September 22, 2011

Gillibrand Votes To Secure More Aid For Laid-Off Workers

Senate Passes TAA Extension to Support American Workers Who Lost Their Jobs Through No Fault of Their Own

Washington, D.C. – Facing an ongoing economic crisis and continuing manufacturing job losses, U.S. Senator Kirsten Gillibrand today announced the U.S. Senate passed legislation to extend support for American workers whose jobs have been shipped overseas. The legislation makes a long-term extension of Trade Adjustment Assistance (TAA), a federal program that has helped nearly 19,000 laid-off workers in New York continue to make ends meet since 2009, provided nearly $24 million for New York workers last year, and offered nearly $17 million in training funds to help prepare New York workers for the jobs of the future.

In May, Senator Gillibrand and a group of her Senate colleagues wrote to President Obama supporting his decision to include a long-term extension of bipartisan TAA reforms to protect American workers before submitting pending trade agreements with South Korea, Columbia and Panama.

“We need to support American workers who have lost their jobs through no fault of their own,” Senator Gillibrand said. “When our jobs get shipped overseas as a result of unfair trade practices and outsourcing, these workers deserve assistance to help continue to make ends meet and provide for their families, and get the retraining they need so they have the right skills for the new economy. Our manufacturers powered us through the last century, and I am working every day to set the right policies so our manufacturers can thrive in this century, and we can see ‘Made in America’ again.”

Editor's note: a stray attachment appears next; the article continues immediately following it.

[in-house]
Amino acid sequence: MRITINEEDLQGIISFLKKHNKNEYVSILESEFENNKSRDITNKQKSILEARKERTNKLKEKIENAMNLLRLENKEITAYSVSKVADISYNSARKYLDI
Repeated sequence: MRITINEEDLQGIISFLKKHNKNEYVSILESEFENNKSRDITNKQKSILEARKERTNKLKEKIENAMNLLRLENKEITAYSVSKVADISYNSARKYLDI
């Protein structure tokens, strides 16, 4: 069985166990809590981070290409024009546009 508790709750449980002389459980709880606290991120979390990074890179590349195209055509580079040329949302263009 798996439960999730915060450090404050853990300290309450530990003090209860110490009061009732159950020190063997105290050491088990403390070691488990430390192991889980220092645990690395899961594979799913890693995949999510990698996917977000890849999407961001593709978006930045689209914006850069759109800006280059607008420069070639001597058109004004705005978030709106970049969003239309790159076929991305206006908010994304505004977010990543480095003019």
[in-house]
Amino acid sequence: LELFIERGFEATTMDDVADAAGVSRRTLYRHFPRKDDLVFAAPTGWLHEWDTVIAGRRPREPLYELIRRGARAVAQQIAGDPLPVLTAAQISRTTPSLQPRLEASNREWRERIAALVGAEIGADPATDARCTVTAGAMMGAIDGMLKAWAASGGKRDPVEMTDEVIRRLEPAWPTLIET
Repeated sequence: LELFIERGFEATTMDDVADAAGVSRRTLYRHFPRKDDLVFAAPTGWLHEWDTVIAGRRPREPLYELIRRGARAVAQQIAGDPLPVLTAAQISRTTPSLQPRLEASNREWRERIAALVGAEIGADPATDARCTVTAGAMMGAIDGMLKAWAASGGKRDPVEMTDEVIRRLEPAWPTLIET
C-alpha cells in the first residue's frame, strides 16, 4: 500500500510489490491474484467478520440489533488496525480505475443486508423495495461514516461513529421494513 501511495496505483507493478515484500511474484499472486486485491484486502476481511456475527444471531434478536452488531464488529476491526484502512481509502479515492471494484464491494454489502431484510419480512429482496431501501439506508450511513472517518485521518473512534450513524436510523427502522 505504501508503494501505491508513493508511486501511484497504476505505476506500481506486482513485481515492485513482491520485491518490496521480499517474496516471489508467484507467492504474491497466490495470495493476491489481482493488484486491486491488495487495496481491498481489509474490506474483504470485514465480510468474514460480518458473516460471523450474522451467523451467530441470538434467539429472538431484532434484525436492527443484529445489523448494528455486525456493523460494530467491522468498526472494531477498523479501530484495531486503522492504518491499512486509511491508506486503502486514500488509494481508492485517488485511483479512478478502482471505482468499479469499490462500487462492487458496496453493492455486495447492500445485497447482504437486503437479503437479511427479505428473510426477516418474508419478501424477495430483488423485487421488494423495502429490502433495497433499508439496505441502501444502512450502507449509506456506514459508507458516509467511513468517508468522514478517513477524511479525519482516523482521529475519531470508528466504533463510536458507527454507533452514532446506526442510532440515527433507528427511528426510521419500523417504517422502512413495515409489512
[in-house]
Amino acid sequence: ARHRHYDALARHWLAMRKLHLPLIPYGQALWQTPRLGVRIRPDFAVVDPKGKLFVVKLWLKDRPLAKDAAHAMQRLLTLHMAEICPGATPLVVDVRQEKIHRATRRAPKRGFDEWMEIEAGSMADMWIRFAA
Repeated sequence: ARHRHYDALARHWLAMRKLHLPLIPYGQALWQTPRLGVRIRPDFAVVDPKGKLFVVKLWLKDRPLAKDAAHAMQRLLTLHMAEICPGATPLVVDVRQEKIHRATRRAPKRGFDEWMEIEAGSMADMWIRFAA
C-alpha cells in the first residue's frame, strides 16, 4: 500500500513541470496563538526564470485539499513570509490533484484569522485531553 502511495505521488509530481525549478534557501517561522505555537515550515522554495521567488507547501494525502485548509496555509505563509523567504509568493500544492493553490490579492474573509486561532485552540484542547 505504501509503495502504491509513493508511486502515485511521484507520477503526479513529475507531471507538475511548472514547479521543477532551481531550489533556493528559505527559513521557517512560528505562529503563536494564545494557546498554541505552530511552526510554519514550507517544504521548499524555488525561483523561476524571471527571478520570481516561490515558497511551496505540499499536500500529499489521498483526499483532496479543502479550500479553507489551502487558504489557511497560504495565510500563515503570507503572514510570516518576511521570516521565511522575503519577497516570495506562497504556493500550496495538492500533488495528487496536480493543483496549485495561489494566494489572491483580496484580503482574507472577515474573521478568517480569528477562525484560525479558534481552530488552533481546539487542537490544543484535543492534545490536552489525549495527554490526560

TAA is a federal program that provides aid to workers who lose their jobs or whose hours of work and wages are reduced as a result of increased imports or outsourcing. The program extends benefits including training for employment in another job or career, income support, assistance for health care costs, job search allowance, and relocation allowances. Qualified workers may quickly return to employment through a combination of these services.

The American Recovery and Reinvestment Act expanded the pool of eligible TAA recipients and increased available TAA funds from $200 million to $575 million – changes that went into effect in May 2009.  These changes enabled individuals losing jobs due to outsourcing to countries like China and India, in addition to trade agreement partners like Mexico, are eligible for benefits  The legislation the Senate today passed includes long-term extension of these bipartisan reforms.

The Senators’ May letter to President Obama is attached.